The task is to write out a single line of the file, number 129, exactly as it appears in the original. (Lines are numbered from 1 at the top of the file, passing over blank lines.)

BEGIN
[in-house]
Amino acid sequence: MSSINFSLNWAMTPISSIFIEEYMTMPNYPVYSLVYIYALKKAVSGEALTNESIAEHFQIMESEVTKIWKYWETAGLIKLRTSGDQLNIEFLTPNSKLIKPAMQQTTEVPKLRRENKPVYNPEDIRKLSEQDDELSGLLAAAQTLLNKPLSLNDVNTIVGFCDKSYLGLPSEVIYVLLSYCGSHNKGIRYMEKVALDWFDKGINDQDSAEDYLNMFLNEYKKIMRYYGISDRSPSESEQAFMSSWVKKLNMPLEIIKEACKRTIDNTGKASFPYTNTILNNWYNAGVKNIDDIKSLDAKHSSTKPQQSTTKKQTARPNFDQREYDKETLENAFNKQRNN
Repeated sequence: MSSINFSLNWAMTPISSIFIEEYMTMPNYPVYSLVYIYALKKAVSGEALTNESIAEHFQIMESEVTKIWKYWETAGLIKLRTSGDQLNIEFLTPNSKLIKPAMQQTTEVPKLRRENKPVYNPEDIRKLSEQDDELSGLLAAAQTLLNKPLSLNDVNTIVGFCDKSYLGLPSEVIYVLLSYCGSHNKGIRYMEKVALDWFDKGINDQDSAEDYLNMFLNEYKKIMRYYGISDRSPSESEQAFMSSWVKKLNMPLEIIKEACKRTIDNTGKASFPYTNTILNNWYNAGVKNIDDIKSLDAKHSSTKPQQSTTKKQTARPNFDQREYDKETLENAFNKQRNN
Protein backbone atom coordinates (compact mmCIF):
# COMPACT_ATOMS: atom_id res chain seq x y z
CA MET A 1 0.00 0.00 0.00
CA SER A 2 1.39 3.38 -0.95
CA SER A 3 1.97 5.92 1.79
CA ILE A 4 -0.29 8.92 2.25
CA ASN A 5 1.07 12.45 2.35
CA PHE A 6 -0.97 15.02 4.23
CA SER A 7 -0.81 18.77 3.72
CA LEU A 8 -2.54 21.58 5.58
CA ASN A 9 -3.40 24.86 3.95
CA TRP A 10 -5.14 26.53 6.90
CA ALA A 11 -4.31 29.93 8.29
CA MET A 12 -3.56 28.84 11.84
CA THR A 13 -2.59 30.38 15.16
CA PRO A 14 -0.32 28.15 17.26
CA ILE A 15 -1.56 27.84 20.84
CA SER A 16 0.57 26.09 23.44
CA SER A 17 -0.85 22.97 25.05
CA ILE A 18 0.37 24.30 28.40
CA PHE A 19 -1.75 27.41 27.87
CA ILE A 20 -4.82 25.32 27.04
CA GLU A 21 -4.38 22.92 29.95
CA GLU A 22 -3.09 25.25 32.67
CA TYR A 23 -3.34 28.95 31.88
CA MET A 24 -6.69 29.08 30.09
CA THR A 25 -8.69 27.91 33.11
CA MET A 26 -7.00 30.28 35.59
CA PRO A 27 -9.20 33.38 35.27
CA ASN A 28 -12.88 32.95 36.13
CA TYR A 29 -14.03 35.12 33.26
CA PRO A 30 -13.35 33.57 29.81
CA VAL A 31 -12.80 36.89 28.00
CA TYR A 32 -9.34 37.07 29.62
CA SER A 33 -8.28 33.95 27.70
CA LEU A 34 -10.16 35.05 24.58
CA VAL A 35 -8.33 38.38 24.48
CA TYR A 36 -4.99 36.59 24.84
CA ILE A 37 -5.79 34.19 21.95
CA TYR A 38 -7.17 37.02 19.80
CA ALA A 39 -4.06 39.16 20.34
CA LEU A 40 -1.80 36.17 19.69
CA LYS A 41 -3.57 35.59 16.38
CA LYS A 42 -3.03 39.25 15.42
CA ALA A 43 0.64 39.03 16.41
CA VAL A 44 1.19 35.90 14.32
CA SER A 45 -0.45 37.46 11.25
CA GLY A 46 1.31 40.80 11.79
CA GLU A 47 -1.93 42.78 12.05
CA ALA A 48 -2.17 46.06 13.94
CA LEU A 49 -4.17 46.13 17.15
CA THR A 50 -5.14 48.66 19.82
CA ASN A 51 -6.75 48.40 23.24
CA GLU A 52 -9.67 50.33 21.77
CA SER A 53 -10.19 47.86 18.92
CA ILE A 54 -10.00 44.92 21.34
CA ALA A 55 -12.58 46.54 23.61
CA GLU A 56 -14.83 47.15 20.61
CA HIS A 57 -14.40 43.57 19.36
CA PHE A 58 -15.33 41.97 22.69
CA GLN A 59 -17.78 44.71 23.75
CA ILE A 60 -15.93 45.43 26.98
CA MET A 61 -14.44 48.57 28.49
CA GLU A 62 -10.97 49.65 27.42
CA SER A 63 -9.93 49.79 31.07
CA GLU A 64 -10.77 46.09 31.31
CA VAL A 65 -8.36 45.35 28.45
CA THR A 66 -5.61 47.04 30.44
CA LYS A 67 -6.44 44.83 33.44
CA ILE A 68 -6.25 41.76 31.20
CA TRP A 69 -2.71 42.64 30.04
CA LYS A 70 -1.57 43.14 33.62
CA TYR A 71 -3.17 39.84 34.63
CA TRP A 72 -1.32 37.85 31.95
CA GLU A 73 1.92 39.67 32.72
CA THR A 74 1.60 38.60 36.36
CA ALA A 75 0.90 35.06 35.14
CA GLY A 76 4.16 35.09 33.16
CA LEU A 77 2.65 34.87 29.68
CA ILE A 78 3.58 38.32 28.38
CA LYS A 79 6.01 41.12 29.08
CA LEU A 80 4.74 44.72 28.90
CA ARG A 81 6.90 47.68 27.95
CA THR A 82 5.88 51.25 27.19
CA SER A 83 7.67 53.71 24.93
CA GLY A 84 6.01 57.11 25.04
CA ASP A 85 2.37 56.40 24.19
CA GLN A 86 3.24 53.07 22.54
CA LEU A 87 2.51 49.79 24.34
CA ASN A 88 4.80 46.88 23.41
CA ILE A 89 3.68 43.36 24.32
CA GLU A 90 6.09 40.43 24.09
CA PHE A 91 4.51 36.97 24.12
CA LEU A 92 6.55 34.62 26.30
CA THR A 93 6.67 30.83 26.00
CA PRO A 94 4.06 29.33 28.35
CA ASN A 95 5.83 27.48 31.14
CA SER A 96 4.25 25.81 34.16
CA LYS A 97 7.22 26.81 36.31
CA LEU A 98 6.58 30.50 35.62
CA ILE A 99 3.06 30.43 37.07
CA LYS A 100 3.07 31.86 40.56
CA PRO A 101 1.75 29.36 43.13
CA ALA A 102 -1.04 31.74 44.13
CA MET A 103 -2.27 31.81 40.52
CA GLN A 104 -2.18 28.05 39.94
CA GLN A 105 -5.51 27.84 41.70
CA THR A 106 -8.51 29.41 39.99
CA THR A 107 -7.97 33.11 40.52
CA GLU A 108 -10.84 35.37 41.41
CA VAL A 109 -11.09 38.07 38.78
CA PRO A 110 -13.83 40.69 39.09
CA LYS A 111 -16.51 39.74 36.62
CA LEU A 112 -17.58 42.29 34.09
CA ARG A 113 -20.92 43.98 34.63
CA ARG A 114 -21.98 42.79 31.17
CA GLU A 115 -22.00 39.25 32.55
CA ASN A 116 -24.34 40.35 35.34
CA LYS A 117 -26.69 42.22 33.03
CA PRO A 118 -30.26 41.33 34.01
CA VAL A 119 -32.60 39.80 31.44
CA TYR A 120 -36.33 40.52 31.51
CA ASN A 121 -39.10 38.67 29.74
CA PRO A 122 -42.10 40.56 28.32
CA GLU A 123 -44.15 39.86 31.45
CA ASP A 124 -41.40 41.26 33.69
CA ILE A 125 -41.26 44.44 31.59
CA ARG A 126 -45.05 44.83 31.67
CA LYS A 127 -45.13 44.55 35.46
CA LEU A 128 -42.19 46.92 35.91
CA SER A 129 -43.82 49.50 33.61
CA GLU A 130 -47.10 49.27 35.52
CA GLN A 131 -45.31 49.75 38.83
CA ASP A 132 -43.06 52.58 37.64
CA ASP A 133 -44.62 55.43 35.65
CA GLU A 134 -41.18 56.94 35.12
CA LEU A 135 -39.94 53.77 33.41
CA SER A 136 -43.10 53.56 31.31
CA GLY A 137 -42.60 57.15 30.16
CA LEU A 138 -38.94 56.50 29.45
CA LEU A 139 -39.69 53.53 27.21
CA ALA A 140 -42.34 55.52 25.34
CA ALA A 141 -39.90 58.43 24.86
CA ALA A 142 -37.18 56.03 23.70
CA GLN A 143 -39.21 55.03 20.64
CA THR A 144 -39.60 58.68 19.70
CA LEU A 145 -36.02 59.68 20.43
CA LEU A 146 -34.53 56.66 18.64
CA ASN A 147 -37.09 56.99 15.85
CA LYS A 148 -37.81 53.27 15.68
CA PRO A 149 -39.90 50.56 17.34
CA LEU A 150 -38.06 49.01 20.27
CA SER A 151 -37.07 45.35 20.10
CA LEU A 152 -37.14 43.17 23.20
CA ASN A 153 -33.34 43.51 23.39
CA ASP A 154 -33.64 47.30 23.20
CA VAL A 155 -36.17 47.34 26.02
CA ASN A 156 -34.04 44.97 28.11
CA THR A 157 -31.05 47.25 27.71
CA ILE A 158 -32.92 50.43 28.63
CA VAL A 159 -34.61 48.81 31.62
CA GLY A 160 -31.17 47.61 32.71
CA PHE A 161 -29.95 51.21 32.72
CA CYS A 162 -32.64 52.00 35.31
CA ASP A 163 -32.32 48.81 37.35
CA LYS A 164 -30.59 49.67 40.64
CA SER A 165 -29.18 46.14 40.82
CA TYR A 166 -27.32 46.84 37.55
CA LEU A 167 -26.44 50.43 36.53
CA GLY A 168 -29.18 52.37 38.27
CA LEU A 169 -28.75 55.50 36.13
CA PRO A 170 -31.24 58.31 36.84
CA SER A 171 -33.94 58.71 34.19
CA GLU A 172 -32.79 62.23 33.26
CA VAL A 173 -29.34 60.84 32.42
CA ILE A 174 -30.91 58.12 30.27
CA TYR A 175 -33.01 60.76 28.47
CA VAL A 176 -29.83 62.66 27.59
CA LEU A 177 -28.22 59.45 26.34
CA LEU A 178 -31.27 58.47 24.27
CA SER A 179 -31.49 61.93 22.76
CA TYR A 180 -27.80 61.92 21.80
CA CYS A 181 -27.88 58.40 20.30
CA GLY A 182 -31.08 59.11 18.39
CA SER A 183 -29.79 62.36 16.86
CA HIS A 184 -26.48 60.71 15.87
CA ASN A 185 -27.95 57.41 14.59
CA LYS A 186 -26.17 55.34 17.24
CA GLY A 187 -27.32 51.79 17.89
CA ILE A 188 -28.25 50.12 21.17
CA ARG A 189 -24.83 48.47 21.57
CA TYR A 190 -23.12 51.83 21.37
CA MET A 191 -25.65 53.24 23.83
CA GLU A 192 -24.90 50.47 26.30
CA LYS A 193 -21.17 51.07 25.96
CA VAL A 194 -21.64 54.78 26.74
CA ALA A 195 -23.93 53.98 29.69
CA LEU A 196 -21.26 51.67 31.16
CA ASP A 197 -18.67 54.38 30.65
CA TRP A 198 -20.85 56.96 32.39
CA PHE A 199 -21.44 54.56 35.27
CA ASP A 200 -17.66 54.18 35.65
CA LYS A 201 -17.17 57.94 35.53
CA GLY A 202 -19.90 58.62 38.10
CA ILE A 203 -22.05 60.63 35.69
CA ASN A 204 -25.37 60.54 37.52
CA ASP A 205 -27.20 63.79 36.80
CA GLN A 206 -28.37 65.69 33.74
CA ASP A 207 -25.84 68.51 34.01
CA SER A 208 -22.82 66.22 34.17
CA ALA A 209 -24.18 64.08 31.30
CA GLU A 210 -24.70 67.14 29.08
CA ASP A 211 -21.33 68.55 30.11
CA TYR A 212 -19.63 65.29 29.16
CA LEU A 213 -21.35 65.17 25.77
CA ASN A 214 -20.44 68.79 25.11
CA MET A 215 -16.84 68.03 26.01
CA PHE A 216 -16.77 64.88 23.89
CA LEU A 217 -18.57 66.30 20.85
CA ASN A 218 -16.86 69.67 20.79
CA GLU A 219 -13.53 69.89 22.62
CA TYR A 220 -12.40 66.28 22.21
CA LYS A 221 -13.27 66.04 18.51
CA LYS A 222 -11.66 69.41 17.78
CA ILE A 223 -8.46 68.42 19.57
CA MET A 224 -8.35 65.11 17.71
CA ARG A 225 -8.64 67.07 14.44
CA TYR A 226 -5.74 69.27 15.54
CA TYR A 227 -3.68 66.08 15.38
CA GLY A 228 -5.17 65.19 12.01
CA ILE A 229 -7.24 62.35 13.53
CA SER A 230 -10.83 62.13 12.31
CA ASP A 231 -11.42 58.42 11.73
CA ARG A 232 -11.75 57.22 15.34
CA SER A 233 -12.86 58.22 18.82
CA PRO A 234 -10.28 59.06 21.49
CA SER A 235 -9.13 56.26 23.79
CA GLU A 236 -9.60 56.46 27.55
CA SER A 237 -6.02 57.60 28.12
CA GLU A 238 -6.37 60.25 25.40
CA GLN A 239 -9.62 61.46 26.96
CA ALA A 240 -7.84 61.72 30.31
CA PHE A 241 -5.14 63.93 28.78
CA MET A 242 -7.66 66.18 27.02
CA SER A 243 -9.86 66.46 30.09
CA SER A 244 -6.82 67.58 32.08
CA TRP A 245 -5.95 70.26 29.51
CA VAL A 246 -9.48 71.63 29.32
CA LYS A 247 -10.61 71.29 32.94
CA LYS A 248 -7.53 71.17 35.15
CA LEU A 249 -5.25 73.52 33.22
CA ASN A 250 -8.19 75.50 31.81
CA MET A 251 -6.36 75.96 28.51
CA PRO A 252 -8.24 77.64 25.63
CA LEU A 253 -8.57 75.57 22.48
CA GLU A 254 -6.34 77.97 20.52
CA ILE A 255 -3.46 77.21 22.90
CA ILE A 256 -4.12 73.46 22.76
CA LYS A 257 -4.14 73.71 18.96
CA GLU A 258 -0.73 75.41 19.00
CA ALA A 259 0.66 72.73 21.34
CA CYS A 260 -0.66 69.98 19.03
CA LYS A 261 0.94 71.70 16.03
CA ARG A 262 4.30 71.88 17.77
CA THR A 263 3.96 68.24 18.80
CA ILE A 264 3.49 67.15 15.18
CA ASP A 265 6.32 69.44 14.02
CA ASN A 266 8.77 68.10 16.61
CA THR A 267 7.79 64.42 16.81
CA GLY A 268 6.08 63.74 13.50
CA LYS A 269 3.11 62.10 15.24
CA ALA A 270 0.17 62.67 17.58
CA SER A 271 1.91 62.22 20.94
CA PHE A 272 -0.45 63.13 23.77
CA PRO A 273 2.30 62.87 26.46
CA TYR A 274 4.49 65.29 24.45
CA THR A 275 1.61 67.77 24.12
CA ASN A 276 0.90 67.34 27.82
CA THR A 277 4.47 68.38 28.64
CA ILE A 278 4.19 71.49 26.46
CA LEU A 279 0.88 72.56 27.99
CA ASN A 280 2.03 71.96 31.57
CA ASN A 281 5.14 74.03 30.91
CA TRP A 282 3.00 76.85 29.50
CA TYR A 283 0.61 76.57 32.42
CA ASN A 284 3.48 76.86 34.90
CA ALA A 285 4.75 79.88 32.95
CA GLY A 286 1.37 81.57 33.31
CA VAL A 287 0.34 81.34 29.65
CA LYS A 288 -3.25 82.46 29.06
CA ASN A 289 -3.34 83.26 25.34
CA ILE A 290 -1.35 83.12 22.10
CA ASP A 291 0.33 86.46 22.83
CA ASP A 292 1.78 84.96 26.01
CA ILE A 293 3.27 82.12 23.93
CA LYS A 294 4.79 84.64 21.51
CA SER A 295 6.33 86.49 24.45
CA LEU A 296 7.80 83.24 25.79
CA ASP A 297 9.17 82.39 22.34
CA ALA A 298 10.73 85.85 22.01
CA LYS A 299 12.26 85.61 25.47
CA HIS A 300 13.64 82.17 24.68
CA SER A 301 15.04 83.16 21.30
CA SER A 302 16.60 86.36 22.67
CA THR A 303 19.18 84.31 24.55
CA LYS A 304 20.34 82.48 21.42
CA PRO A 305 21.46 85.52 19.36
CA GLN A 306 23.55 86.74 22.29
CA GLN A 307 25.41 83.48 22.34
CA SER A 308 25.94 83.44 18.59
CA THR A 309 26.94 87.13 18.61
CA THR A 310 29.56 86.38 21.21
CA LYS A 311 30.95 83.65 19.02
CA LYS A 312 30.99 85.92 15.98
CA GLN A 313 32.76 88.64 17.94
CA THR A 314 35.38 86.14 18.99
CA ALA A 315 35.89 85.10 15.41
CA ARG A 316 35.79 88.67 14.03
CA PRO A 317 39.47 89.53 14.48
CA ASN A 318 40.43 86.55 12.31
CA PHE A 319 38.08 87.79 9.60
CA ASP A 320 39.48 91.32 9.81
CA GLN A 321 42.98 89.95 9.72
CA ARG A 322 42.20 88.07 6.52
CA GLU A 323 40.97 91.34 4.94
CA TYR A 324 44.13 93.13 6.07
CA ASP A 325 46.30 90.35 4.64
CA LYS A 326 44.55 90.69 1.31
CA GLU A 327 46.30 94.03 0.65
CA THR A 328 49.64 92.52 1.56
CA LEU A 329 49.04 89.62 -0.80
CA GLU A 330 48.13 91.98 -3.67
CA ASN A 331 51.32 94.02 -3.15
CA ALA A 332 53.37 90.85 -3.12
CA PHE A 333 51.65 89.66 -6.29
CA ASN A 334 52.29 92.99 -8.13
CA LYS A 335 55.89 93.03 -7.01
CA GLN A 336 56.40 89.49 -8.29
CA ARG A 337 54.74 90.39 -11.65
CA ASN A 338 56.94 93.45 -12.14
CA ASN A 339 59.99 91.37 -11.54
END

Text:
CA ASP A 124 -41.40 41.26 33.69